For independent reading, this is probably best suited for older chapter book readers; the pages without illustrations are dense, there are long paragraphs and some of the vocabulary is challenging. But perhaps the best use of this book is a one-chapter-a-night family event, as even younger children will enjoy the talking animals and chapter headings such as “My Father Meets a Gorilla” and “My Father Runs Away.”

The illustrations are lush and child-like without being sophomoric. Although our protagonist, a young boy, is pictured as somewhat flat (which aids in the fantasy believability), the animals are solid and breathe with the life of bizarre dreams.

What do you say teachers, parents and writers? Use the comment below and let’s chat….

Pony Pals


Ponies on Parade (Pony Pals, Book 38)

By Jeanne Betancourt, Illustrated by Richard Jones


Published by: Scholastic Paperbacks; Scholastic Version edition (November 1, 2003)

Available in: paperback, school & library binding

At the time of this review there were 38 books in the Pony Pals series, as well as an accompanying six-book series, Pony Pals Super Specials.


At full gallop.

Ponies on Parade (Pony Pals #38) is the last book in a classic series that is still saddled up and ready to go for today’s young readers.

Those familiar with this blog know that I don’t automatically give a positive nod to older books. But Pony Pals is different. Author Betancourt laces her girl-centric, horse-crazed books with tangible emotions, authentic problems and just enough originality to keep them fresh and lively a decade or two down the trail.

Ponies on Parade, for example, deals with a fun little art contest. But that’s just the withers to this very full-sized horse tail… um, tale. Harnessed within this plot are the day-to-day challenges of a child with dyslexia. Also, we see the aggravation of boys who constantly tease girls, and sometimes it’s quite hurtful emotionally or physically. As the story progresses, the three girls who make up the “Pony Pals” are faced with ethical choices of ignoring a problem or stopping to do the right thing, even when they don’t want to. Parents are responsible, kids are sometimes irresponsible and pony care is clear and correct.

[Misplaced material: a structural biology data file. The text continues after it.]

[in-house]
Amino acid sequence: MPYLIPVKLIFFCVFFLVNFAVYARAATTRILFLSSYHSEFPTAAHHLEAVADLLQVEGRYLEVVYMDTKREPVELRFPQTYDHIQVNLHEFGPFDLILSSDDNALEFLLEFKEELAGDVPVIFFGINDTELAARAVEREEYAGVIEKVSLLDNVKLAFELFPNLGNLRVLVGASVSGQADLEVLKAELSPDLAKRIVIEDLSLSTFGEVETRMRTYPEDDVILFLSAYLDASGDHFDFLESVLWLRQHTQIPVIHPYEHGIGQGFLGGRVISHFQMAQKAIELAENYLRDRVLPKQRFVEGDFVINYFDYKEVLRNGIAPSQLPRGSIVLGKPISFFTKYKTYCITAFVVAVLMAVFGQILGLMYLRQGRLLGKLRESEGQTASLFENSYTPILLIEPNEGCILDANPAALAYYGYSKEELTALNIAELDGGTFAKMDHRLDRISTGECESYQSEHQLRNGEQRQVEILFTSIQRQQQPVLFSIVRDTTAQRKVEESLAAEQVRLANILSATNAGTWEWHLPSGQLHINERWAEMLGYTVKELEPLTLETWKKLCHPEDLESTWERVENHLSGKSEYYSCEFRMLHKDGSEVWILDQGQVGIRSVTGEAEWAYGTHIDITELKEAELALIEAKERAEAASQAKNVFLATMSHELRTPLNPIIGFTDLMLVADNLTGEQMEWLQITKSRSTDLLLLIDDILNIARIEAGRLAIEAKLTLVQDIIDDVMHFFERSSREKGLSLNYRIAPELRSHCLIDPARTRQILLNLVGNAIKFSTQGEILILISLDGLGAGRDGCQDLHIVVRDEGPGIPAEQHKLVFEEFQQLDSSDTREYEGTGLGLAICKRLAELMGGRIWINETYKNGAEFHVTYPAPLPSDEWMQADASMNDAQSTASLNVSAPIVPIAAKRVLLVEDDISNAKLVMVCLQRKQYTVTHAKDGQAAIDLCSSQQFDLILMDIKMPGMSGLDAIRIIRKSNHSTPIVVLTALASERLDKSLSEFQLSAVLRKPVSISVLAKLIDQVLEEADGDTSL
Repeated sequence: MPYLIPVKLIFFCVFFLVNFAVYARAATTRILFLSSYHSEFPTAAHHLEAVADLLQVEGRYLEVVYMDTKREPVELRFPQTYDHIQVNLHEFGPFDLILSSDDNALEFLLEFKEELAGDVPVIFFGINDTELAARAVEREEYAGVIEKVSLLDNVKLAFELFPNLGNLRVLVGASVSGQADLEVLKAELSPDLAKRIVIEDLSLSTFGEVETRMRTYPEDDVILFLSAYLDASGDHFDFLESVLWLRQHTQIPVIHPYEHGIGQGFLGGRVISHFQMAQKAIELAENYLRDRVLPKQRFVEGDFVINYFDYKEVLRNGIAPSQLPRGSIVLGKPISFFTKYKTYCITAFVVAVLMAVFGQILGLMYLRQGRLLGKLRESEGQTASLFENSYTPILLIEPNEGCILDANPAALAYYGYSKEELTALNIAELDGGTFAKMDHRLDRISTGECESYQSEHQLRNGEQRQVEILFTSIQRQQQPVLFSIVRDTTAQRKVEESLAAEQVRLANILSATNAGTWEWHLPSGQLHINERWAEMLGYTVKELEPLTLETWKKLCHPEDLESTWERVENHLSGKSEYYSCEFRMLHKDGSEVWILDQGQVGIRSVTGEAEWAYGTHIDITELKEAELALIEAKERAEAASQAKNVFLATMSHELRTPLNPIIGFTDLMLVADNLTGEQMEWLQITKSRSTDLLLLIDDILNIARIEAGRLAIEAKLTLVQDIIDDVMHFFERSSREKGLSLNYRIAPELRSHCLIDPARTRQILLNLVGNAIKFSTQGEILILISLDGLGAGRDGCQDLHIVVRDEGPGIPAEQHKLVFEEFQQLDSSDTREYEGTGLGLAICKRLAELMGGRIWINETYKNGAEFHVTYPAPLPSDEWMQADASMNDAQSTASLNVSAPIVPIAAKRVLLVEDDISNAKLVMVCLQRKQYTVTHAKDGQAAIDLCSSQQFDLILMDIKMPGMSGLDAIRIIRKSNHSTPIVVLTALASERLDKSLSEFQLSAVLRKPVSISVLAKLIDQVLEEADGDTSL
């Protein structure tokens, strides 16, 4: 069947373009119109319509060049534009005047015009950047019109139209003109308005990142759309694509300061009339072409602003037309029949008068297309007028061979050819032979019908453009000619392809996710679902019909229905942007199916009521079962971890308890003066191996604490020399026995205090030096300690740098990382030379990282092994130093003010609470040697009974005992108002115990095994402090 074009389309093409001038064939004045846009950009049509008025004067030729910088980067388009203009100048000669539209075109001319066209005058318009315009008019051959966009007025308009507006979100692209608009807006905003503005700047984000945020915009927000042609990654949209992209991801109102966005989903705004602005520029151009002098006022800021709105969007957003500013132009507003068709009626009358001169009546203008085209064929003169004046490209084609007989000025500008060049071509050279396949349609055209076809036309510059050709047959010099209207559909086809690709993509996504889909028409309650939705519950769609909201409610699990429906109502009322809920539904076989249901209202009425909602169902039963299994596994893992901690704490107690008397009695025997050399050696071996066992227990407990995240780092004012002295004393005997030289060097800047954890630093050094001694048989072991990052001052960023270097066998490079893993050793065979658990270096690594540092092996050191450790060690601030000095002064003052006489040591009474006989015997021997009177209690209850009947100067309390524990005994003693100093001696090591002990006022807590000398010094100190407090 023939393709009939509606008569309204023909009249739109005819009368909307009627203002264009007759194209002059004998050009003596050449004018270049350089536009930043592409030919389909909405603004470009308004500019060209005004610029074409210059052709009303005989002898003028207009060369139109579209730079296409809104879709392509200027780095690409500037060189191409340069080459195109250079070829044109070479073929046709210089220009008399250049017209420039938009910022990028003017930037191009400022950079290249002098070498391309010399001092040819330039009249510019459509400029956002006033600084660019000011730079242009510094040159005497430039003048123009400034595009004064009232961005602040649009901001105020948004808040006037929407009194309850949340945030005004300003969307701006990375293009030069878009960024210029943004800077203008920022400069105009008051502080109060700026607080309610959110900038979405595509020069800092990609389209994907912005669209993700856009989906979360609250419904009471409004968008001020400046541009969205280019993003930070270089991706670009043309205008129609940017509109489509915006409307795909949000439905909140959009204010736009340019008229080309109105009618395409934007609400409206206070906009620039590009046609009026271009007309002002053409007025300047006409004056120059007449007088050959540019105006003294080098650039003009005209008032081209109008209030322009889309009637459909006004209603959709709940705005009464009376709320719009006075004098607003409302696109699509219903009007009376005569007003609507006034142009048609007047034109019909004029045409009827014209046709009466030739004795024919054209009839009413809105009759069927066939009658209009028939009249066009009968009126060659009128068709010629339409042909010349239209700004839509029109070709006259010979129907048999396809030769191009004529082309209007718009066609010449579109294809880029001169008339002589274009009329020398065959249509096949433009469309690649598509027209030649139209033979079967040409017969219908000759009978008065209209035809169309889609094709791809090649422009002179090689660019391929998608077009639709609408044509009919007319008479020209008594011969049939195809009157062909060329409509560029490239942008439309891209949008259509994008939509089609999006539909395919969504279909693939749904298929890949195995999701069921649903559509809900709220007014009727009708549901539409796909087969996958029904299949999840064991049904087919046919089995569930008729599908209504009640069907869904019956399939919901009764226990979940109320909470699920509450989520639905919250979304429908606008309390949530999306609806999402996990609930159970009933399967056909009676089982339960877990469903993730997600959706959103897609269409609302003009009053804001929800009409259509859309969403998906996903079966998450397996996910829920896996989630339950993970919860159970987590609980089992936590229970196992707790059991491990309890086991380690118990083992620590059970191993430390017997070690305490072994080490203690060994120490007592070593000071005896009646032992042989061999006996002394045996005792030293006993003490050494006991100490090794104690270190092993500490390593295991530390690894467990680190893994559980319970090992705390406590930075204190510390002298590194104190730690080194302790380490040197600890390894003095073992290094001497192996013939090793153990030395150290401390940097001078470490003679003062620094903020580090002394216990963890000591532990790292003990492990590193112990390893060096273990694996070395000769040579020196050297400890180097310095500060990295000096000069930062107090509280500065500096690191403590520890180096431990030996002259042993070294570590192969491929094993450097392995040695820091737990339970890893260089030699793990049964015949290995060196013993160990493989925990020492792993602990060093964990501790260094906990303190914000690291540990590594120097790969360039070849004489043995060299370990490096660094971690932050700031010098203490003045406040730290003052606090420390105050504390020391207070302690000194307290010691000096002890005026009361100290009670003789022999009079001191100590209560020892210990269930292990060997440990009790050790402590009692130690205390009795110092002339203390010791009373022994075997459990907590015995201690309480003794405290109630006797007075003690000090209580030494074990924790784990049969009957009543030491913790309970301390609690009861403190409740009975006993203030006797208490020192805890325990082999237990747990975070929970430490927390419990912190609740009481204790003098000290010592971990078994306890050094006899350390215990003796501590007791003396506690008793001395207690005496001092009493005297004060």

This series also is interesting because it caters to older chapter book readers. With short text, pictures and third grade reading level, it’s spot on for the genre. But the characters are all middle school age. This makes Pony Pals the perfect fit for girls who are either less advanced or reluctant readers in the third through sixth grades. For them, this little extra carrot of encouragement is a blue ribbon choice of reading material.

What do you say teachers, parents and writers? Use the comment below and let’s chat….

Iconic Pippi Longstocking




By Astrid Lindgren

Illustrated by Louis S. Glanzman

Translated by Florence Lamborn



Published by: Puffin; Reissue edition (April 21, 2005)

Available in: paperback, hardcover, audible book, school & library binding

There were three books in the original Pippi Longstocking series and a number of later novels, picture books, movies, TV shows and more.


Iconic imp.